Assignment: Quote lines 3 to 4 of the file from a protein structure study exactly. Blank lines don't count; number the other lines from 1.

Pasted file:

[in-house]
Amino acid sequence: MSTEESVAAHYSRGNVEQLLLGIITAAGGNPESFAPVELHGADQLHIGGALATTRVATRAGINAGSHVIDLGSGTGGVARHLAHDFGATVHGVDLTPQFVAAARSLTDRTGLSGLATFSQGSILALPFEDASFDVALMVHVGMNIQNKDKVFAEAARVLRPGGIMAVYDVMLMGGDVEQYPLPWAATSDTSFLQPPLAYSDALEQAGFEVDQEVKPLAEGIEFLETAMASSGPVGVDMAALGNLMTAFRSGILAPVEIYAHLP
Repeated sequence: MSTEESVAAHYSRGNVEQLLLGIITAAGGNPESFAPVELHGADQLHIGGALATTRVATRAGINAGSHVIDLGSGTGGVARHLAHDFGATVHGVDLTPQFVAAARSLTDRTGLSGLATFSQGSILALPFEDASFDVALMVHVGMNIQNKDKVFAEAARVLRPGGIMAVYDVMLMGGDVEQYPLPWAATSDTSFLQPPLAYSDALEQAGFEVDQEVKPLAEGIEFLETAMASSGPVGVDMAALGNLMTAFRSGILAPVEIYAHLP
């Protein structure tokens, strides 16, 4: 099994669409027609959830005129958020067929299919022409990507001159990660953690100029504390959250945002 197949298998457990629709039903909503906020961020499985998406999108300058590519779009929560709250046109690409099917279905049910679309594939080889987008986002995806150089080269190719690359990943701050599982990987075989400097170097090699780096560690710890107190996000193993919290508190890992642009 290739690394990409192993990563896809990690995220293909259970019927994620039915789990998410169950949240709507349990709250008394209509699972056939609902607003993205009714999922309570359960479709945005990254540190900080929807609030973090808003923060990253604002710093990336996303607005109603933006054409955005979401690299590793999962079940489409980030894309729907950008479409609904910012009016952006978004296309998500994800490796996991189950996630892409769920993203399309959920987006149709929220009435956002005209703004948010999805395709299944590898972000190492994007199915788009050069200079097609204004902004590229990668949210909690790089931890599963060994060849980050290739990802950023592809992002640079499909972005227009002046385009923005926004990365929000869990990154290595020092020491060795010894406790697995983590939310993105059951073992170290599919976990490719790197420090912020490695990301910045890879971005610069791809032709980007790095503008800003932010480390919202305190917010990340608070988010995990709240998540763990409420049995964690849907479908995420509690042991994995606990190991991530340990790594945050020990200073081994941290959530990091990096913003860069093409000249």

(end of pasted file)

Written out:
Repeated sequence: MSTEESVAAHYSRGNVEQLLLGIITAAGGNPESFAPVELHGADQLHIGGALATTRVATRAGINAGSHVIDLGSGTGGVARHLAHDFGATVHGVDLTPQFVAAARSLTDRTGLSGLATFSQGSILALPFEDASFDVALMVHVGMNIQNKDKVFAEAARVLRPGGIMAVYDVMLMGGDVEQYPLPWAATSDTSFLQPPLAYSDALEQAGFEVDQEVKPLAEGIEFLETAMASSGPVGVDMAALGNLMTAFRSGILAPVEIYAHLP
């Protein structure tokens, strides 16, 4: 099994669409027609959830005129958020067929299919022409990507001159990660953690100029504390959250945002 197949298998457990629709039903909503906020961020499985998406999108300058590519779009929560709250046109690409099917279905049910679309594939080889987008986002995806150089080269190719690359990943701050599982990987075989400097170097090699780096560690710890107190996000193993919290508190890992642009 290739690394990409192993990563896809990690995220293909259970019927994620039915789990998410169950949240709507349990709250008394209509699972056939609902607003993205009714999922309570359960479709945005990254540190900080929807609030973090808003923060990253604002710093990336996303607005109603933006054409955005979401690299590793999962079940489409980030894309729907950008479409609904910012009016952006978004296309998500994800490796996991189950996630892409769920993203399309959920987006149709929220009435956002005209703004948010999805395709299944590898972000190492994007199915788009050069200079097609204004902004590229990668949210909690790089931890599963060994060849980050290739990802950023592809992002640079499909972005227009002046385009923005926004990365929000869990990154290595020092020491060795010894406790697995983590939310993105059951073992170290599919976990490719790197420090912020490695990301910045890879971005610069791809032709980007790095503008800003932010480390919202305190917010990340608070988010995990709240998540763990409420049995964690849907479908995420509690042991994995606990190991991530340990790594945050020990200073081994941290959530990091990096913003860069093409000249």